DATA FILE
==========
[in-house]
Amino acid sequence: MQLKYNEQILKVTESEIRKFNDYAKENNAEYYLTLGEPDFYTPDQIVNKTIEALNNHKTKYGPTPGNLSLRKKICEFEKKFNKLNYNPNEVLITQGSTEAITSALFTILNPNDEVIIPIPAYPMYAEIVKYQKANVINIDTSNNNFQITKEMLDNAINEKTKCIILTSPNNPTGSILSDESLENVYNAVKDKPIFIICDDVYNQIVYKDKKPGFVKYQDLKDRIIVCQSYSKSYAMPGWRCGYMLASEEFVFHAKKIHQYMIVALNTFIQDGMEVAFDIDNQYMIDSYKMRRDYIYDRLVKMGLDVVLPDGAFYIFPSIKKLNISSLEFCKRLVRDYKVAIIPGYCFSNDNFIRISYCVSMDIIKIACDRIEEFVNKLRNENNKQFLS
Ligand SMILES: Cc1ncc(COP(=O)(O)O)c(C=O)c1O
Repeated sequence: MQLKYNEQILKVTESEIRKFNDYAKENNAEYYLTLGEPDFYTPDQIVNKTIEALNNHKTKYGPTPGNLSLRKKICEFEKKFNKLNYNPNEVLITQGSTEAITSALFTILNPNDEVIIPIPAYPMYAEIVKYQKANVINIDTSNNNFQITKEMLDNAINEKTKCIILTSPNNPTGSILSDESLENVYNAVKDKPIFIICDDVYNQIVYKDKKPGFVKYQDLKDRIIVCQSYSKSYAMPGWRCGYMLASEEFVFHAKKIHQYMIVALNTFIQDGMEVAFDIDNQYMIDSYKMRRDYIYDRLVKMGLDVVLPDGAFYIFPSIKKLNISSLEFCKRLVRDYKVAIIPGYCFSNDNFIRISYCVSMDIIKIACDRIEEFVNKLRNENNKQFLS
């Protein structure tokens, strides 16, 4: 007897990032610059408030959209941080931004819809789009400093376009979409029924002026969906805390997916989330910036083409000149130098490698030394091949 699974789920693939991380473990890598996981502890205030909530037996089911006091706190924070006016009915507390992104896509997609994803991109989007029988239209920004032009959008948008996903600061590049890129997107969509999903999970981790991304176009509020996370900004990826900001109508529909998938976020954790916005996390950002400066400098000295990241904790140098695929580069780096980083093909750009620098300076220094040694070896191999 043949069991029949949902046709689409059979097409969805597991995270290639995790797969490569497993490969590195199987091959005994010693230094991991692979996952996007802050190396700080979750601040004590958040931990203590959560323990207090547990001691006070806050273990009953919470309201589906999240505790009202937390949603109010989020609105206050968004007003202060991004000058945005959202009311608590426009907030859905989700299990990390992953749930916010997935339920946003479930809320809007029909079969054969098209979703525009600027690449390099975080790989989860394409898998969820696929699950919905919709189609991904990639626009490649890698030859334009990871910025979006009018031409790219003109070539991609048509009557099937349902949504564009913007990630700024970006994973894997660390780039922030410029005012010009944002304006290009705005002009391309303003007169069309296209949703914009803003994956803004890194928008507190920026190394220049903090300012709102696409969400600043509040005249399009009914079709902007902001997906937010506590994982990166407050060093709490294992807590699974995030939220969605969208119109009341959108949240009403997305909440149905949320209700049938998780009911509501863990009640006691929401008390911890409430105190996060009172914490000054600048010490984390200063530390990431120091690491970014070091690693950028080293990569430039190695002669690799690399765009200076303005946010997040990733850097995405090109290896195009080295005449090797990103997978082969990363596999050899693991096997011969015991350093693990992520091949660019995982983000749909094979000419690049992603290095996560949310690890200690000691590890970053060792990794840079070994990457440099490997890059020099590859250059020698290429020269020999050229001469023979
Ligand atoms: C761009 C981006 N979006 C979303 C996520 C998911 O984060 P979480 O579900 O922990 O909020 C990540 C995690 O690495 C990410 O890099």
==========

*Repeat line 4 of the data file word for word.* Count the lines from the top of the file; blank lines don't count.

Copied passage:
Repeated sequence: MQLKYNEQILKVTESEIRKFNDYAKENNAEYYLTLGEPDFYTPDQIVNKTIEALNNHKTKYGPTPGNLSLRKKICEFEKKFNKLNYNPNEVLITQGSTEAITSALFTILNPNDEVIIPIPAYPMYAEIVKYQKANVINIDTSNNNFQITKEMLDNAINEKTKCIILTSPNNPTGSILSDESLENVYNAVKDKPIFIICDDVYNQIVYKDKKPGFVKYQDLKDRIIVCQSYSKSYAMPGWRCGYMLASEEFVFHAKKIHQYMIVALNTFIQDGMEVAFDIDNQYMIDSYKMRRDYIYDRLVKMGLDVVLPDGAFYIFPSIKKLNISSLEFCKRLVRDYKVAIIPGYCFSNDNFIRISYCVSMDIIKIACDRIEEFVNKLRNENNKQFLS